Imagine this– it’s Friday night and you’re going to have a few friends over for drinks. You assess your entertainment options. There’s Cards Against Humanity which has, quite frankly, stopped being fun five years ago. Of course, you can always boot up the old Xbox One and get your friends to play Jackbox Party Pack, however, that’s been old hat for a while. Super Mario Party is still two months out from its release date and Super Smash Bros. Ultimate is so far off at times it seems like a mirage. Sure, you can try to turn your friends onto a fun indie multiplayer game like Slam Land or (the incredibly underrated) Super Sportmatchen, however, you understand that your casual, non-gamer friends will be operating at a slight disadvantage.
A good party game has two essential components; a low barrier to entry and the ability to be replayed infinitely. While many games manage to craft joyful multiplayer experiences, these experiences are often locked behind a certain skill level that most non-gamers find off-putting. As easy as it is for a gamer to pick up Overcooked 2 and quickly get into the swing of things, asking the same of someone who’s never held a game controller would be somewhat foolish.
Enter Keep Talking and Nobody Explodes, a party game so good that you’ll feel bad for ever playing Jenga.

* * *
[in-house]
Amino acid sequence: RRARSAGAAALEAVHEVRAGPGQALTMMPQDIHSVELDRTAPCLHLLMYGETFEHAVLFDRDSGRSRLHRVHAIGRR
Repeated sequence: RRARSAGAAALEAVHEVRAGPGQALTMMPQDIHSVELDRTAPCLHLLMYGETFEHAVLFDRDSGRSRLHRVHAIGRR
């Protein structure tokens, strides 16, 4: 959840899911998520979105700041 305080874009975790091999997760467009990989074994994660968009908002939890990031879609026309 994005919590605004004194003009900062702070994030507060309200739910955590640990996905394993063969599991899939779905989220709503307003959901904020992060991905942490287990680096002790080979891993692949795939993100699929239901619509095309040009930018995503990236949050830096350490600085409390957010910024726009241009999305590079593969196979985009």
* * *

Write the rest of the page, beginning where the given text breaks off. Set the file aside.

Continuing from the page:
The central gameplay loop of Keep Talking and Nobody Explodes is pretty simple– the game forces you and your friends to defuse a bomb. However, there’s an important caveat; the person defusing the bomb is unable to look at the bomb’s manual, while the people looking at the instruction manual are unable to look at the bomb. This division of labor stresses the need for comprehensive, yet succinct communication. Quick communication is a necessity considering that the bomb will detonate if numerous mistakes are made or if time runs out.
Prior to this week, Keep Talking and Nobody Explodes was only available for VR compatible platforms. On these devices, the player holding the bomb would be wearing a VR headset ensuring that they were the only person that could see the bomb. When the game was announced for consoles earlier this summer I was curious as to how this would translate to traditional, non-VR platforms.
As I assumed, the game simply tells other players not to look at the screen. Considering the way that most living rooms are set up, I imagine that it would be hard for players to keep their friends honest without doing a little furniture rearranging. However, the Nintendo Switch version of the game has a much simpler, elegant solution.
Upon starting Keep Talking and Nobody Explodes I simply took the Switch out of its dock. Instead of having the bomb viewable on my television, I held the Switch and stood in front of my friends as if I were playing a game of charades. This small change not only made the game more authentic to its original experience, it also allowed my friends and I to play the game wherever we wanted. Instead of being forced to sit in front of a television, Keep Talking and Nobody Explodes’ Switch port allows you to bring the game to the dining room table, the backyard, or anywhere else.
Keep Talking and Nobody Explodes gracefully checks all of the boxes of a party-staple. More than anything, I’m excited to have friends over again soon to give it another whirl.
Keep Talking and Nobody Explodes is now available for Nintendo Switch, PlayStation 4, Oculus VR, PlayStation VR, Gear VR, Daydream, PC, OS X, and Linux. The game will be released tomorrow on the Xbox One.